When Portland’s Lloyd Center mall opened in August 1960, it was a big deal. An estimated 5,000 people attended the opening ceremony of what was called the largest shopping center in the world, at the time. Mark Hatfield, who was governor of Oregon, and then-Portland mayor Terry Schrunk spoke at the event. According to Portland State University professor emeritus of urban studies and planning Carl Abbott, Schrunk also released 700 homing pigeons to carry news of the Lloyd Center opening far and wide.
“It was the first big shopping center in Oregon,” Abbott told OPB’s Think Out Loud. “It also put the east side of Portland on the map in a way that it hadn’t been before.”
Fast forward 55 years, and the place is currently in the midst of a $50 million remodel.
“Lloyd Center is very big and very grand,” said the shopping center’s new general manager Bob Dye. “We’re going to put some great polish on the place.”
Dye has been in retail property management for decades and left his stamp on hundreds of properties around the country, as well as his native Hawaii. In July, he started his new position and he says the DNA of the mall is “crazy cool.” He faces the challenge of keeping the mall relevant in the face of competition from standalone boutiques and online retailers.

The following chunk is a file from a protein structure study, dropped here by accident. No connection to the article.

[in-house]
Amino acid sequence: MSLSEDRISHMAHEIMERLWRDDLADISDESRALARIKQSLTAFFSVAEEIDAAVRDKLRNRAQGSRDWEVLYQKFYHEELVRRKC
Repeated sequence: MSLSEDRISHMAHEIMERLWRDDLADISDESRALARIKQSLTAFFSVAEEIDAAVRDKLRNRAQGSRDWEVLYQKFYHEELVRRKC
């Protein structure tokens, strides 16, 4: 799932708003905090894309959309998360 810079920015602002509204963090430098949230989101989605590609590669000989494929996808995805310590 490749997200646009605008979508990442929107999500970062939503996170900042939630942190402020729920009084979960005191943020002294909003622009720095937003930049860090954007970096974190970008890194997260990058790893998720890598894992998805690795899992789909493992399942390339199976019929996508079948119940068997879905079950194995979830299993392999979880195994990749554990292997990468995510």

Planned renovations include a glass atrium and a spiral staircase spanning three levels. In addition to new carpet and tile, the mall’s famous ice skating rink will be re-shaped and slightly smaller. The food court will also see changes.
“Fabulous restaurants are the plan,” according to Dye.
Dye says one thing that will help Lloyd Center stay relevant and attract new shoppers is the development that’s currently going on around it.
“I think that’s what makes the difference between our retail property and most other retail properties in most metropolitan areas,” said Dye. “My feeling is that Lloyd District as a whole is the new cool.”
Amazon recently announced that its “Prime Now” service will be available in Portland, offering delivery of certain items within an hour. But Dye says he’s not concerned about the competition from online retailers.
“People still want to be able to see and touch what they’re buying,” he said. “Brick and mortar retail is not going anywhere.”